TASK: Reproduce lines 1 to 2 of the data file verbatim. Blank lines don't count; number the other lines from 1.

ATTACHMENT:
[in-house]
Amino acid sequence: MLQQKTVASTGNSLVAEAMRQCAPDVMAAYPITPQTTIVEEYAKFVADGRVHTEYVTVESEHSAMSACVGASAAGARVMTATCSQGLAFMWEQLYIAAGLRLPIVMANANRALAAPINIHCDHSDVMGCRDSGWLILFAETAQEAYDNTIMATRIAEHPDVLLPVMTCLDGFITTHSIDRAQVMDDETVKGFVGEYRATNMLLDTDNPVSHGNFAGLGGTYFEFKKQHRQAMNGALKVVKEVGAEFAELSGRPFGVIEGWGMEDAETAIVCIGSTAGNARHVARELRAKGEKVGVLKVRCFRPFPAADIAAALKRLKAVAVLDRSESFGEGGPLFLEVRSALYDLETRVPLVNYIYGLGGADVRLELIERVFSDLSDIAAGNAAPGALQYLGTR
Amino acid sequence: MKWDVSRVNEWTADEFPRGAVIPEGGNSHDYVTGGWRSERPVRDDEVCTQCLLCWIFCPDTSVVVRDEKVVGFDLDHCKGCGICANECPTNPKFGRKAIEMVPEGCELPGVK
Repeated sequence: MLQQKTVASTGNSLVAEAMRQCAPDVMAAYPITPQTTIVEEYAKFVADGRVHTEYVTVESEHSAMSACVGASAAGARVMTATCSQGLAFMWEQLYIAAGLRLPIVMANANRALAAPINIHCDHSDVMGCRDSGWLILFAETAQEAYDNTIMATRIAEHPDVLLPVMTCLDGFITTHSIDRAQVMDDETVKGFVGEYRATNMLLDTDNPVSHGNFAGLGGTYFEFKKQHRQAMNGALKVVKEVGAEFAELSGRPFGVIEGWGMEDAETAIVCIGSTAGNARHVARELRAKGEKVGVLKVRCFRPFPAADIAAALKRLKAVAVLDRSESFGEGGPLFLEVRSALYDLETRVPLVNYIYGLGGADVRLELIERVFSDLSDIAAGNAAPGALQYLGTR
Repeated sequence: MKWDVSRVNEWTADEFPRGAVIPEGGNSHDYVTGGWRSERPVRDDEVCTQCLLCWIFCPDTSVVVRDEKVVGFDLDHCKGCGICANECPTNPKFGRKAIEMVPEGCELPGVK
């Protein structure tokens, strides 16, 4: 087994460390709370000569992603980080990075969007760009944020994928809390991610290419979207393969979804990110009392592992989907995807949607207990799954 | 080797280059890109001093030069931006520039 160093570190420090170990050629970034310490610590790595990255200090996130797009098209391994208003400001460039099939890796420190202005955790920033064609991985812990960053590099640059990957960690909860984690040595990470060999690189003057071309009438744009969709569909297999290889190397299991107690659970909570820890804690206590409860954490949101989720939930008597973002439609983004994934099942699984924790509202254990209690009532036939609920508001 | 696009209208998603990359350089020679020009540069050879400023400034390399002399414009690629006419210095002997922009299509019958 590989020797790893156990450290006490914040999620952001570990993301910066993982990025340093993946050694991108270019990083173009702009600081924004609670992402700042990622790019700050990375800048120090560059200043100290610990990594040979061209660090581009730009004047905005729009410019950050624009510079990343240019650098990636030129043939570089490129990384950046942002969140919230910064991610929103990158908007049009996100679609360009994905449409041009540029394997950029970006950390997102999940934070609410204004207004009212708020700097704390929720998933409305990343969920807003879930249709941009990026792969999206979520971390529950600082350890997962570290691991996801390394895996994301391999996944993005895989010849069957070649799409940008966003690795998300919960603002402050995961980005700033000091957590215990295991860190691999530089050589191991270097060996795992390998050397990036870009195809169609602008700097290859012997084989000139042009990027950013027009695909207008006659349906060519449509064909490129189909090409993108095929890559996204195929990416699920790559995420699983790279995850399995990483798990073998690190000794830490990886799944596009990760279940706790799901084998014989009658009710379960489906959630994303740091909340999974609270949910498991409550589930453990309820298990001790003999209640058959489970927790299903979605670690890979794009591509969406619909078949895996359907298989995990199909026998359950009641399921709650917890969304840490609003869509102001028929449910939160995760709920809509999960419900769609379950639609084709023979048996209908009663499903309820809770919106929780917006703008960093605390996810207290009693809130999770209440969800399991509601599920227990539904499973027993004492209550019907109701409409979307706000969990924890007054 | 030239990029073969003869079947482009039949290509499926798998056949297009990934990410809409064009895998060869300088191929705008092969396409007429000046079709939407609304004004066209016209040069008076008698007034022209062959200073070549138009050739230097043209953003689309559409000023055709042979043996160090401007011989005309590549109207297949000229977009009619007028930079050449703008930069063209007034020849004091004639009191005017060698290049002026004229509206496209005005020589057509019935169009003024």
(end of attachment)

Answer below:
[in-house]
Amino acid sequence: MLQQKTVASTGNSLVAEAMRQCAPDVMAAYPITPQTTIVEEYAKFVADGRVHTEYVTVESEHSAMSACVGASAAGARVMTATCSQGLAFMWEQLYIAAGLRLPIVMANANRALAAPINIHCDHSDVMGCRDSGWLILFAETAQEAYDNTIMATRIAEHPDVLLPVMTCLDGFITTHSIDRAQVMDDETVKGFVGEYRATNMLLDTDNPVSHGNFAGLGGTYFEFKKQHRQAMNGALKVVKEVGAEFAELSGRPFGVIEGWGMEDAETAIVCIGSTAGNARHVARELRAKGEKVGVLKVRCFRPFPAADIAAALKRLKAVAVLDRSESFGEGGPLFLEVRSALYDLETRVPLVNYIYGLGGADVRLELIERVFSDLSDIAAGNAAPGALQYLGTR